Патент USA US2406721код для вставки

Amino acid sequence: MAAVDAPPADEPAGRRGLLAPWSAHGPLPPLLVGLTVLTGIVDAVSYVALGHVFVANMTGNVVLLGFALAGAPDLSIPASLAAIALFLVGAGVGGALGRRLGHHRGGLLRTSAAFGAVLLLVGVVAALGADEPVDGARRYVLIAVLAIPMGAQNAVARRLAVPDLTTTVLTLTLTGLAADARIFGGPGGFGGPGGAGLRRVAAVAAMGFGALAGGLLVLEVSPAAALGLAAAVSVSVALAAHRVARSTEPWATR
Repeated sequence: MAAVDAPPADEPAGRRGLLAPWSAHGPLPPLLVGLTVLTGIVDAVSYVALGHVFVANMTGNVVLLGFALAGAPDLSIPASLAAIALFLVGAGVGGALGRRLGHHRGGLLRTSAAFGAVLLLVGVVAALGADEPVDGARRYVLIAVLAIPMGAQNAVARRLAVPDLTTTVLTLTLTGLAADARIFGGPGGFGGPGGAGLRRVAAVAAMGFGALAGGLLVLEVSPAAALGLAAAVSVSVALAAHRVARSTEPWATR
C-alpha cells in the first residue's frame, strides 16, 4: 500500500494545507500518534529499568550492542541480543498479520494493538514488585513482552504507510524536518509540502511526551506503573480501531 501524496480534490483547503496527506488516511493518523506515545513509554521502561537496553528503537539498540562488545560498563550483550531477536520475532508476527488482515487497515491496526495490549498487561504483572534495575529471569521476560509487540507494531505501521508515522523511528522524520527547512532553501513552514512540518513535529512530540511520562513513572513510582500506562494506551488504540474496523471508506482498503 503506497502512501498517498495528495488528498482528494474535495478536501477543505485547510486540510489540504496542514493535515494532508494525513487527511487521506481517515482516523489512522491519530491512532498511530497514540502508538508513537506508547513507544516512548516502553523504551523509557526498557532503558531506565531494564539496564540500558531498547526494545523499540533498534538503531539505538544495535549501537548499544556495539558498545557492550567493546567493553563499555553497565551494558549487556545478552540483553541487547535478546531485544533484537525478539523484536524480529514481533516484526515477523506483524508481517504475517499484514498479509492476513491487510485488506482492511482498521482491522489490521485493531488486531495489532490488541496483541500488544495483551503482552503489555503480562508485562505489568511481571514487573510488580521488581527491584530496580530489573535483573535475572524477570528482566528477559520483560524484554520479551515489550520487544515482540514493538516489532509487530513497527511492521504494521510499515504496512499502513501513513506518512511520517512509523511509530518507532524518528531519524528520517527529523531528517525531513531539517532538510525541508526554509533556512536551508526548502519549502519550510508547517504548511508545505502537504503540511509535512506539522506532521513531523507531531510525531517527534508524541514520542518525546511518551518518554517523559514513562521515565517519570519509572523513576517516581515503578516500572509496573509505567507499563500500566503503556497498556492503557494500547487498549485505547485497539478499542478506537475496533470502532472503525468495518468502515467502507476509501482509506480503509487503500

_ Aug. 27, 1946,> .25406,721 Al Hls ATTORNEY 2,406,721 Patented Aug. 27,- 1946 UNITED? STATES PATENT OFFICE CATALYTIC CONVERSION OF HYDROCARBONS Preston L. Veltman, Port Arthur, Tex., assigner to The Texas Company, New> York, N. Y., `a corporation of Delaware Application July 10, 1943, Serial No. 494,187 15 Claims. (Cl. 260-683.5) 2 l for eiîecting catalytic conversions of hydrocar bons such as isomerization of saturated hydro atoms per molecule may be charged to the iinal reaction zone instead of olefin hydrocarbons. Isomerization of the .heavier saturated hydrocar carbone. bon thus occurs in the ñnal reaction zone in ad This invention relates to a `continuous process . dition to further isomerization of normal butane. The invention involves -effecting conversion of ~ the hydrocarbons in two `or .more reaction zones However, under conditions prevailing therein through which hydrocarbons undergoing treat isomerization of the heavier hydrocarbons is ac ment are passed in series now, the hydrocarbons being subjected to contact vin each zone with a liquid catalyst comprising metallic halide-hydro companied by a small amount of cracking and the resulting unsaturated products of cracking are 10 utilized to react and form complex with the free carbon complex. .'I‘he liquid catalyst in the initial zone contains a substantial amount of free or unreacted metallic ,halide While that in the iinal zone is maintained lean with respect to free me aluminumyhalide present in the liquid catalyst. The amount of such cracking is greatly reduced by the presence of the relatively large amount of isobutane in the hydrocarbon stream flowing .tallic halide so that , the eiiluent hydrocarbons 15 through the iinalreaction zone. The presence Yof isobutane in large amount exerts an inhibiting therefrom are free or at least. substantially free from metallic halide. A small >amount of hydro carbon material reactive toward metallic halide such as an olefin hydrocarbon is continuously introduced to the final reaction zone for the pur pose of reacting with free metallic halide that may pass into the iinal reaction Zone with hydro carbons ilowing from the preceding Zone. . ' The inventionV has application in the isomeriza effect so that cracking and other side reactions are suppressed to a large extent. The amount of heavier hydrocarbons intro duced as well as the temperature and promoter concentration may be regulated so as to providesufficient hydrocarbon material as a result of hy drocarbon conversion to react with free aluminum halide and thus maintain the complex catalyst tion of saturated hydrocarbons such as normal 25 in the iinal reaction zone free from unreacted aluminum halide so that the effluent stream .from butane with an aluminum 4`halide catalyst in the this reaction Zone will be free -from aluminum presence of a hydrogen halide promoter. The halide. process of the invention involves using in the ini The heavier saturated hydrocarbons so charged tial or primary reaction r.'zonea liquid complex type of catalyst containing a substantia1 amount 30 to the linal reaction zone may be blended with the isomate stream entering this reaction zone or may of free aluminum halide either dissolved or sus pended in the complex liquid, and in the sec ondary or ñnal zone complex liquid containing substantially no free aluminum halide. The com be separately injected thereto. Actually this modification may be practiced so as to effect substantial isomerization of higher plex liquid in the ñnal zone is maintained sufli 3: molecular weight paraiii'n hydrocarbons in the secondary zone. Thus, normal butane may be ciently lean in free aluminum halide so that the isomerized in the primary zone and the resulting effluent stream of hydrocarbons, which may be stream of isobutane containing dissolved alumi referred to as isomate, is free‘or at least substan -num or other metallic halide Acontinuously passed tially free from aluminum halide. to the secondary zone. A separate stream of nor The catalyst is maintained lean by continuous mal pentane may be continuously introduced to introduction to the final reaction zone of a small the secondary zone in substantial amount. _The amount of an oleñn hydrocarbon such as propyl secondary zone may be maintained at substan ene or butylene which reacts with‘free aluminum tially the same temperature as prevails in the halide converting it to complex. Surplus complex _accumulating in the ñnal reaction zone is drawn Ja 1'v primary zone or ata somewhat lower tempera-ture more favorable for isomerizing normal pentane olf therefrom and may be disposed of in any suit without realizing excessive cracking. In other able manner. For example, it may be used as a words conditions are controlled so that isomeriza component 0f a catalyst for isomerizing higher tion of normal pentane is secured vbut such that molecular Weight hydrocarbons or it may be used for treating hydrocarbon mixtures for the .pur 50 some pentane is consumed in reacting with un reacted aluminum halide present in the complex pose of removing certain impurities therefrom. liquid catalyst. Conditions are thus maintained According to a modification of the invention so that the elliuent stream of isobutane and iso which is applicable in the isomerization of normal pentane from the secondary reaction zone is free butane, normal pentane or a satura-ted parailin hydrocarbon having from 5~ to about 7 carbon 55 from aluminum halide. ~ 2,406,721 3 4 may communicate with the previously mentioned It has been found that when hydrocarbons in liquid phasepass through a reaction zoner con taining a catalyst which comprises at least in part unreacted aliuninum halide the effluent hydrocar pipe 3. bon stream from the reaction zone contains aluminum halide dissolved therein. Upon reduc The amount of promoter introduced may range from 1 to 10% of the total normal butane charge and usually amounts to about 3 to 8%. The treated hydrocarbons accumulating in the tion in temperature, or upon evaporation of a upper portion of the reactor 4 are continuously portion of the hydrocarbons, aluminum halide drawn olf therefrom through a pipe l which may precipitates from the effluent stream so that solid aluminum halide will thus accumulate in pipes, heat exchanger 8 the hydrocarbons pass through lead to a heater or heat exchanger 8. From the a pipe 9 leading to the bottom portion of a sec exchangers, evaporators, and subsequent points in the system through which the eiiiuent hydrocar ondary reactor lil. lI‘he hydrocarbons entering the reactor l0 may bons are moved during the further course of their processing. be at substantially the same or at a substantially Even when the amount of unreacted aluminum halide is relatively small in the liquid complex catalyst, migration of aluminum halide from the reaction zone occurs with consequent- fouling of higher temperature than that prevailing in the reactor 4. The reactor l0 is similar to the reactor 4 and also contains a stationary body of liquid complex catalyst maintained therein to a sub stantial depth which may be similar to that pre vailing within the reactor 4. The complex cata lyst in the reactor I0 will be referred to later but as previously indicated contains substantially no free aluminum halide. The treated hydrocarbons accumulate in the the process equipment. In isomerization of normal butane it is ad vantageous to employ a catalyst containing some free aluminum halide so as to realize a high per cent conversion at a moderate reaction tempera ture level, while avoiding objectionable side re actions and catalyst deterioration. Y Consequently, the present invention contem plates realizing these objectives while at the same time avoiding migration of catalyst as a solu tion in the product stream with consequent dep osition of the catalyst in pipes and fractionating equipment. This is accomplished in accordance with the present invention by employing a cata lyst of high aluminum halide content in a primary reaction zone and providing a secondary reaction zone capable of effecting further isomerization as Well as complete or substantially complete re moval or consumption of Yfree aluminum halide present in the eil‘luent stream of hydrocarbons from the primary reaction zone. In this way a high per cent conversion of nor mal butane to isobutane >is realized. In addi tion a high yield of product per pound of alu minum halide is obtained. Moreover high rates of hydrocarbon throughout are possible. In order to describe the invention more fully referencerwill now be made to the accompany ing drawing comprising a flow diagram which illustrates one method of practicing the process. As indicated in the drawing normal butane is conducted from a source not shown through a pipe l to a heater or heat exchanger 2 wherein it may be raised to a temperature of 160 to 240° F. rThe heated butane passes through a pipe 3 to the lower portion of a primary reactor 4.' The reactor 4 advantageously comprises a ver tical tower containing a column of liquid complex catalyst formed by-reacting aluminum chloride with a hydrocarbon as will be described later. The column of liquid may range from about 10 (EN l.' upper portion of the reactor l0 and are continu ously drawn off through a pipe Il leading to a fractionating unit now shown. It will be understood that the fractionating unit may comprise the conventional arrangement c and type of apparatus having provision for re« covery of hydrogen chloride promoter from the eliiuent hydrocarbons and also having provision for separating isomerized hydrocarbons from higher boiling or unreacted hydrocarbons, etc. As indicated in the- drawing promoter from a 13 pipe 5 and branch pipe l2 may be continuously introduced to the lower portion of the reactor I0. Referring again to the pipe l a branch pipe 2i) is provided through which a portion of the nor 40 mal butane feed may be diverted. The pipe 2B communicates with a heater or >heat exchanger 2| wherein the diverted stream may be heated to a temperature in the range about 120 to 130° F. or even higher prior to introduction to a solu . tion vessel 22. Solid aluminum chloride is in troduced to the solution vessel from a hopper 23 and the heated normal butane flows through the vessel in direct contact with solid granular or f lump aluminum chloride so that aluminum chlo ride is dissolved in the hydrocarbon stream. The resulting solution is continuously drawn off from the vessel 22 through a pipe 24 which leads to the bottom portion of the reactor 4. In this way the requisite amount of make-up aluminum chloride is continuously injected in the reactor 4, the amount so injected being suñicient to maintain the required amount of free alumi num chloride in the liquid catalyst body within the reactor. Since free aluminum chloride is maintained to 40 feet in height but will usually range from 60 present in the reactor 4 the effluent hydrocarbon about 15 to 25 feet. stream or isomate flowing through the pipe 1 will The reactor 4 is maintained under pressure contain a substantial amount of aluminum chlo suflicient to keep the heated normal butane sub- a ride dissolved therein. This dissolved aluminum stantially in the liquid phase. The feed hydro chloride', which may amount to from 0.01 to 0.20% carbons are dispersed in particle or droplet form by weight of the ellluent hydrocarbons thus passes within theebottom portion of the liquid catalyst to the reactor i0. column and the dispersed hydrocarbons rise Aluminum chloride is relatively more soluble through thefliquid column Without mechanical in the compl-ex liquid than in the hydrocarbons stirring. In other words, the liquid catalyst is 70 so that by maintaining the complex liquid within maintained as a relatively stationary body of the reactor I0 relatively free of unreacted alu liquid. minum halide the lean complex thus exerts a `A small amount of promoter such as hydrogen preferential solvent action upon the aluminum rchloride is drawn from a source not shown -chloride entering the reactor in the isomate through a pipe 5 and branch pipe 6 which latter 75 »stream from the reactor 4. - 2,406,721 5 >A small amount of oleñn such as propylene or butylene is continuously drawn from a source drocarbons consisting substantially entirely ofV ^ unreacted normal butane. not shown through a pipe 30 and passed through The yield of isobutane so obtained Will amount to about 250 to 300 gallons or more per pound of a branch pipe 3l communicating with the pre viously mentioned pipe 9 by which means the ole aluminum chloride introduced to the 'reactor 4, depending on the purity of the feed hydrocar ñn is injected into the reactor l0. If desired the olefm hydrocarbon may be passed through a bons. In starting up the system a preformed com- ` branchl pipe 32 which provides a separate point plex may be used which is obtained by reacting of introduction to the reactor I0. The olefin hydrocarbon is highly reactive to 10 aluminum chloride with kerosene, for example, in the presence of hydrogen chloride ata tem Ward aluminum chloride -entering into complex perature of about 200 to 300° F. However, it is formation therewith, and therefore is introduced contemplated that a suitable complex may be to the reactor l0 in an amount sufficient to main prepared by reacting aluminum halidewith any'l tain a complex liquid catalyst body therein free suitable hydrocarbon in the presence of -hydro or substantially free fromunreacted aluminum chloride or in 'such a state that essentially no gen chloride so as to obtain a complex liquid catalyst characterized by having a heat of hy drolysis within the ranges already specified. drocarbon eliluent. , ' Complex accumulated from previous operations There is thus some complexformation con tinually occurring within the reactor I0 so that 20 may be employed by incorporating therein addi tional amounts of aluminum halide if necessary surplus complex liquid accumulates within the in order to bring the complex liquid catalyst up reactor l0. This surplus is continuously drawn to the proper aluminum halide concentration.- y oí from the upper portion of the reactor through It appears that some complex is formed in situ a pipe 33 leading to a vessel '34. ` ' l Provisionmay be made for conducting sur ' 25 during the course of the reaction so that in time the catalyst Within the reactors may consist plus »complex from the reactor 4 through a'pipe free aluminum chloride is carried out in the hy 35 leading to the vessel 3d. Asmall amount'of f complex formation may occur within the reactor d due to the reaction between aluminum chlo vride and normal butane feed, the extent of such ` reaction being relativelyl small. y The amount of oleñn added to the reactor l0 isy relatively small _and may range from. about 0.01 to 1% by Weight of the` total hydrocarbons leaving the reactor li, and passing to the reactor l0. Consequently, the amount of complex passed to the vessel 34 is relatively small. .In actual practice, when isomerizing a feed' stream consisting essentially of normal butane,_ the butane may be charged to the primary re actor at the rate of about 250 to 300 gallons vper square foot of reactor internal horizontal cross sectional area per hour. The make-up aluminum chloride injected through the pipe 24 is such as to. maintain a »complex catalyst liquid body with in vthe yreactor 4 characterized by having a 4heat of hydrolysis of about 340 to 360 calories .per >gram cf liquid `catalyst or substantially above about 315 or 320 calories. The amount so added Vis pref erably suflicient to maintain a substantial amount of unreacted .aluminum chloridewithin the com plex liquid thus causing va small amount to ap pearA in the effluent hydrocarbon from the ñrst reactor. The complex liquid catalyst Within the reactor l0 is maintained of such character that its heat essentially of catalyst formed in situ. ’ While isomerization of normal butane has been described speciiically nevertheless ‘it is contem plated that the process has application to the conversion treatment of other hydrocarbons. For instance, it may be applied to the isomerization of saturated hydrocarbons such as pentanahex ane, heptane, etc., or mixtures thereof :and `also naphtha or fractions of naphtha. ~ same operation. Thus, normal butane is charged to the system flowing through the several reactors in series while pentane or heavier paraiñn hydro carbon is charged t0 the flnal’reaction Zone in amount sumcient to maintain the complex cat alyst in the ñnal reaction zone sufliciently lean in -’= Aaluminum halide so that the eiiiuent hydrocarbon stream is free from aluminum halide. This effluent hydrocarbon stream Will thus con tain isobutane asv well as the higher molecular weight isoparailins and this stream may be passed to a suitable fractionating system wherein sep aration between the isoparañins of different mo lecular Weight may be effected as desired. It is contemplated that the procedure described y may have application in effecting other conver sion reactions besides isomerization wherein the metallic halide-hydrocarbon complex `type of cat alyst is used at temperatures ranging from nor mal room temperature up to about 300° F. Mention has been made of effecting ísomeriza as low as vabout 200 calories. . 60 tion of normal butane in the liquid phase, lhow With a complex liquid >catalyst having aheat ever, it is contemplated that the conversion reac of hydrolysis of about 340 to 360 calories in the tion may be eifected with hydrocarbons under reactor 4 and at a temperature of about 200DV F., going treatment in either the gas or liquid phase in the presence of hydrogen chloride amounting or in `mixed phase. to about 3 to 4% by Weight of feed hydrocarbon, Other promoters besides hydrogen chloride may normal butane in the charge stream undergoing be used including other hydrogen halides. treatmentwill .be converted to about 50 to 55% Propylene and butylene have been specifically isobutane. mentioned although it is contemplated that other The resulting effluent hydrocarbon stream is oleiins or other hydrocarbons reactive toward then passed through the reactor il] inthe pres- » aluminum halide at moderate temperatures, for ence of promoter at a temperature of about 220° example, ranging from 150 to 300° F. may be em the complex catalyst having a heat of hy ployed. drolysi-s of not ngreater than about 320. The iso It is contemplated that introduction lof the mate stream leaving the reactor l0 Will com small amount of olefin .to the secondary reactor prise; about «60% isobutane, the -remaining hy 75 .I0 m-ay give rise to the occurrence of a small of hydrolysis does not exceed about 310 to 320 calories per gram of catalyst liquid and may .be ` VAs previously intimated isomerization ofV nor mal butane with pentane and higher molecular weight hydrocarbons may be carried outA in the 2,406,721 7 amount 'of alkylation- therein asa result of reac tion between olefin and isoparaflins entering the reactor. The resulting alkylated hydrocarbons will pass out of the system with the isomate stream and may also be utilized as valuable con stituents in the manufacture of gasoline. 8 hydrocarbons and metallic halide dissolved there in from the primary zone to a secondary zone, subjecting said stream in the secondary Zone to contact in liquid phase with a body of metallic _ halide-hydrocarbon complex liquid substantially free from unreacted metallic halide, eiîecting said The method described is useful irrespective of the particular type of reactors employed, The secondary contact under isomerizing conditions, injecting a small amount of olefin hydrocarbon to the secondary reaction zone suñicient to con l0 sume substantially said metallic halide dissolved they may be mechanically agitated reactors. in said stream passing to the secondary Zone, It is contemplated that if desired the complex reactors may be packed or unpacked .towers or catalyst in the primary reactor may have alumi num halide present in solid form suspended there in. However, it is preferred to maintain the cat alyst free or substantially free of undissolved aluminum halide. It is contemplated that the isomerization reac thereby forming complex in situ, removing from said secondary zone a hydrocarbon stream con taining isomeriZed hydrocarbons substantially free vfrom dissolved metallic halide and separately discharging from the secondary zone excess com plex liquid accumulating therein.A tion in either stage may be carried out in the 2. The process according to claim 1 in which gen and low molecular weight aromatics. Iso butane has already been mentioned as useful in inhibiting cracking reactions in the second stage urated hydrocarbons by the action of a Friedel Crafts metallic halide isomerization catalyst in the presence of hydrogen halide, the metallic halide being at least partially soluble in hydro carbons undergoing treatment, the steps' com prising passing a stream, of normal butane to a primary reaction zone, subjecting the normal bu tane in said Zone to contact in liquid phase with a catalyst comprising at least in part free alu minum halide, effecting said contact in the pres ence of hydrogen halide under conditions such the metallic halide is aluminum halide. presence of additive materials, usually in relative 3. In a continuous process for isomerizing sat ly small proportion, such as naphthenes, hydro 20 Where pentane and higher molecular weight hy drocarbons are undergoing isomerization. How- . ever, it lmay be preferable in certain cases to em ploy a small amount of another additive or in- ’ hibiting agent such as the foregoing. These additive or inhibiting agents may be used so as to permit operating at higher reaction tem- , peratures. For example, it may be advantageous to employ the inhibitor in the second stage using the complex catalyst of lower aluminum halides content at a substantially higher reaction tem perature. Under certain conditions of operation, as, for example, when isomerizing normal butane in the manner illustrated in the drawing wherein ole 1in hydrocarbons are introduced to the second stage spent complex'drawn off from the second 40 stage may have properties which render it suit able for conditioning the complex catalyst used in the primary stage. Thus, after prolonged pe riods of operation the catalyst in the primary stage may become less iluid so that the addition of a small amount of conditioning material may be desirable for the purpose of increasing the ñu idity of the complex catalyst or of restoring its fluidity. Accordingly, it is contemplated that a small amount of 4the spent complex produced in the second stage may be recycled to the primary that substantial conversion to isobutane occurs and some aluminum halide is dissolved in the hydrocarbons, passing a stream containing iso butane and aluminum halide dissolved therein from the primary zone to a secondary Zone, sub jecting said stream in the secondary Zone to con tact in liquid phase with a body of aluminum halide-hydrocarbon complex substantially free from unreacted aluminum halide, effecting said secondary contact under isomeriZing conditions, injecting a small amount of oleñn hydrocarbon to the secondary reaction zone sufficient to consume substantially said aluminum halide dissolved in said stream passing to the secondary zone, there ` by forming complex in situ, removing from said secondary zone a hydrocarbon stream containing isobutane substantially free from dissolved alu minum halide and separately discharging from the secondary zone excess complex liquid accu mulating therein. 4. The process according to claim 3 in Which the oleñn is introduced to the secondary zone in amount sufücient to maintain the body of liq of the invention as above set forth may be made 55 uid complex therein of such character that the heat of hydrolysis does not exceed about 320 .without departing from the spirit and scope calories per gram of complex liquid. thereof, and therefore only such limitations 5. The process according to claim 3 in which should be imposed as are indicated in the ap the amount of olefin introduced to the secondary pended claims. stage from time to time for the purpose of con ditioning the catalyst in the primary stage. Obviously many modiñcations and variations reaction zone is suiñcient to maintain the body I claim: 60 of liquid complex therein substantially free from 1. In a continuous process for isomerizing sat solid aluminum halide. urated hydrocarbons by the action of a Friedel 6. A continuous process for isomerizing normal Crafts metallic halide isomeriZation catalyst in butane which comprises passing normal butane the presence of hydrogen halide, the metallic hal to a primary ’reaction zone, subjecting the butane ide being at least partially soluble in hydrocar in liquid phase therein to contact With a cata bons undergoing treatment, the steps comprising lyst comprising aluminum halide-hydrocarbon passing a stream of saturated feed hydrocarbon complex liquid containing free aluminum halide to a primary reaction zone, subjecting the hydro in substantial amount, effecting said Contact in carbons in said zone to contact in liquid phase with a catalyst comprising at least in part| free 70 the presence of hydrogen halide at a tempera ture not in excess of about 300° F. such that metallic halide, effecting said contact in the pres substantialV conversion to isobutane occurs and ence of hydrogen halide under conditions such some free aluminum halide is dissolved in the hy that substantial conversion to isomers occurs and drocarbons, continuously injecting aluminum some metallic halide is dissolved in the hydro carbons, passing a stream containing isomerized 76 halide to 'said primary reaction zone sufficient to »2,406,721 9. 10 f `.maintain someY À*unreacted :aluminum halide in ,sai-d :complex liquid, ¿p assing 1a stream containing isobuta'ne .in liquidïphaseand >dissolved alum-inum halide from the :primary/zone »to -a'secondary zone, :subjecting said .stream vinthe secondary -zone to halide, effecting said »contact nl the presence `of hydrogen halide under -conditions such that 'sub contact . with a `body ofpaluminum rhalide-hydro yaluminum halide dissolved therein from the pri mary zone to asecondary zone, subjecting jsaid carbon-'complex liquidsubstantially free from un Y.reacted 'aluminum- halide, injecting :a small -amount of ïolefin hydrocarbon to said secondary l‘zone suiiicient to 'consume substantially dissolved 'aluminum halide `contained .in the butane stream "entering the :secondary ,Zone and form thereby fcomplemeñecting Ysaid -secondary contact under .isomerizing conditions, `removing ¿from sai-d sec ondary zone «a :stream of .'isobutane substantially free from dissolved aluminum halide and sepa rately` `discharging therefrom excess aluminum halide-hydrocarbon -complex liquid. stantial conversion to isobuta-ne occurs and some aluminum halide isdissolved in the hydrocar bons, passing a stream containing isobutane and .stream in liquid _phase in thesecondary zone to .contact with a body» of aluminum halide-hydro carbon complex liquid substantially free from un reacted aluminumY halide, injecting a saturated normal parañin hydrocarbon having from about v5 :to 'Year-bon atoms per moleculeto the secondary .reaction zone, maintaining the> secondary reac tion -zone under -isomerizing conditions such lthat ,normal ‘butane and higher molecular 'Weight par Aalilins .are isomerized, a portion »of said higher .molecular weight hydrocarbons reacting with aluminum halide dissolved in the stream pass ‘7. The process according to claim 6 in which vthe amount of aluminum yhalide added to the pri 20 ing tothe secondary îreaction zone to vform vcorn plex, >removing ¿from said secondary zone ahy mary reaction Zone Yis ssuflicient to :maintain the drocarbon stream »containing isomerized hydro :complex :catalyst thereinV of such character that carbons substantially free from dissolved alu >-it has ¿a heat of hydrolysisin the range about minum :halide and separately `discharging from I340 to 360 calories per .gram of `catalyst liquid. 'the secondary Zone excess Vcomplex liquid accu 8.. The process according to .claim 6 .in which .the reaction iin the ‘primary .zone is eiîected at a @temperature not in excess voi about '200° F; and the reaction in the secondary ,zone is elïected .at a temperature -not in Aexcess of .about 220° F. ‘9. In a >continuousîprocess for isomerizing `sat- «i urated, hydrocarbons bythe action of a Firiedel :Crafts metallic .halide îisomerization catalyst in the presence of hydrogen halide, the metallic hal ide being at least 'partially soluble in hydrocar bons undergoing treatment, the steps comprising passingr a stream of normal butane to a primary reaction Zone, subjecting the normal butane in said zone to contact in liquid phase with a cata lyst comprising at least in part free aluminum halide, effecting said contact in the presence of ¿ hydrogen halide under conditions such that sub stantial conversion to isobutane occurs and some aluminum halide is dissolved in the hydrocar bons, passing a stream containing isobutane and aluminum halide dissolved therein lfrom the pri- ' mary zone to a secondary zone, subjecting said stream in liquid phase in the secondary zone to contact with a body of aluminum halide-hydro carbon complex liquid substantially free from un reacted aluminum halide, injecting a small amount of hydrocarbon reactive toward free me tallic halide suflicient to consume substantially aluminum halide dissolved in said stream pass ing to the secondary zone, elîecting the contact between hydrocarbons and catalyst in the second ary zone under isomerizing conditions, removing from said secondary Zone a hydrocarbon stream . therein. , , 12. A continuous pro-cess Áfor, isomerizing satu rated hydrocarbons ¿by contact »with aluminum chloride >which comprises maintaining in a pri mary reaction :zone a »column ’oiv liquid ycatalyst »comprising aluminum chloride-hydrocarbon com plex containing free‘aluminum chloride, injecting feed »hydrocarbons to the lower portion of said column, dispersing the injected hydrocarbon-sin .liquid `phase :upward-ly through 'said column in the presence of hydrogen halide at an elevated temperature not in excess of about 300° F., such that substantial isomerization occurs, continu ously removing from the upper portion of said primary column an effluent stream of hydrocar bons in liquid phase containing a small amount of dissolved aluminum chloride, passing said ef iluent stream to a secondary zone containing a secondary column ~of aluminum chloride-hydro carbon complex isomerization catalyst which is maintained substantially free from unreacted aluminum chloride, dispersing the eliluent hydro carbons in liquid phase upwardly through said secondary column in the presence of hydrogen halide at an elevated temperature not in excess of about 300° 1i', such that isomerization occurs, in jecting to the secondary reaction Zone a small »amount of hydrocarbon reactive towards free aluminum chloride at said elevated temperature and sufficient to consume substantially said clis solved aluminum chloride in the eliluent stream passing to the secondary Zone, continuously re moving from the upper portion of the secondary containing isobutane substantially free from dis solved aluminum halide and separately discharg zone a secondary effluent hydrocarbon stream ing from the secondary Zone excess complex liq uid accumulating therein. mulating ~ containing isoparal’ñns substantially free from dissolved aluminum chloride, and separately re 10. The method according to claim 9 in Which the hydrocarbon reactive toward free metallic halide is a saturated hydrocarbon of higher mo moving from the secondary Zone excess complex lecular Weight than butane. rated hydrocarbons by contact with aluminum 11. In a continuous process for isomerizing sat urated hydrocarbons by the action of a Friedel Crafts metallic halide isomerization catalyst in the presence of hydrogen halide, the metallic hal chloride which comprises maintaining in a pri mary reaction zone a column of liquid catalyst Àcomprising aluminum chloride-hydrocarbon complex containing unreacted aluminum chloride ide being at least partially soluble in hydrocar bons undergoing treatment, the steps comprising and characterized by having a heat of hydrolysis substantially above 320 calories per gram of com passing a stream of normal butane to a primary reaction zone, subjecting the normal butane in said zone to contact in liquid phase with a cata plex, injecting feed hydrocarbons to the lower portion of said column, dispersing the injected hydrocarbons in liquid phase upwardly through lyst comprising at least in part free aluminum said Column in the presence of hydrogen halide liquid accumulating therein. 13. A continuous process for isomerizing satu 2,406,721 Y 11 . , 12 Y at an elevated temperature not in excess of about urated hydrocarbons by the action of a Friedel Crafts metallic halide isomerization catalyst in the presence of hydrogen halide, the metallic hal ide being at least partially soluble in hydrocar tion of said primary column an efliuent stream of hydrocarbons in liquid phase containing a small Cl bons undergoing treatment, the steps comprising passing a stream of saturated feed hydrocarbon amount of dissolved aluminum chloride, passing in liquid phase to a primary reaction Zone, sub said eil‘luent stream to a secondary zone contain jecting said hydrocarbons in said Zone to'contact ing a secondary column of aluminum chloride with a catalyst comprising at least in part free hydrocarbon complex isomerization catalyst characterized by having a heat of hydrolysis sub- r metallic halide,effecting said contact in the pres 300° F., such that substantial isomerization 0c curS, continuously removing from the upper por stantially below 320 calories per gram of com ence ofv hydrogen halide under conditions such plex and which is maintained substantially free from unreacted aluminum chloride, dispersing the efliuent hydrocarbons in liquid phase up wardly through said secondary column in the that substantial conversion to isomers occurs as presence of hydrogen halide at an elevated tem perature not in excess of about 300° F. such that the principal reaction and some metallic halide is dissolved in the hydrocarbons, passing a stream containing isomerized hydrocarbons and metallic halide dissolved therein from the primary zone to asecondary zone, subjecting said stream in the secondary zone to contact in liquid phase with a body of metallic halide-hydrocarbon complex Zone a small amount of olefin and suiiicient to consume substantially said dissolved aluminum if liquid substantially free from unreacted metallic halide, effecting said secondary contact under chloride in the eilluent stream passing to the sec iscmerizing conditions, injecting to the secondary ondary zone, continuously removing from the isomerization occurs, injecting to the secondary upper portion of the secondary zone a secondary reaction zone a small amount of hydrocarbon re ellluent hydrocarbon stream containing isoparaf ñns substantially free from dissolved aluminum active.towards said free metallic halide under said isomerizing conditions and sufficient to con sume substantially said dissolved metallic halide chloride. 14. The processvaccording to claim 13 in Which the complex catalyst in the primary column is characterized by having a heat of hydrolysis of about 340 to 360 calories per gram of complex , while the catalyst in the secondary column is characterized by having a heat of hydrolysis in the range about 200 to 320 calories per gram of complex. y 15. In a continuous process for isomerizing sat in the hydrocarbons passing to the secondary zone, removing from the secondary zone a hydro carbon stream containing isomerized hydrocar bons substantially free from dissolved metallic halide, and separately discharging from the sec ondary zone excess complex liquid accumulating therein. Y ' PRESTON L. VELTMAN.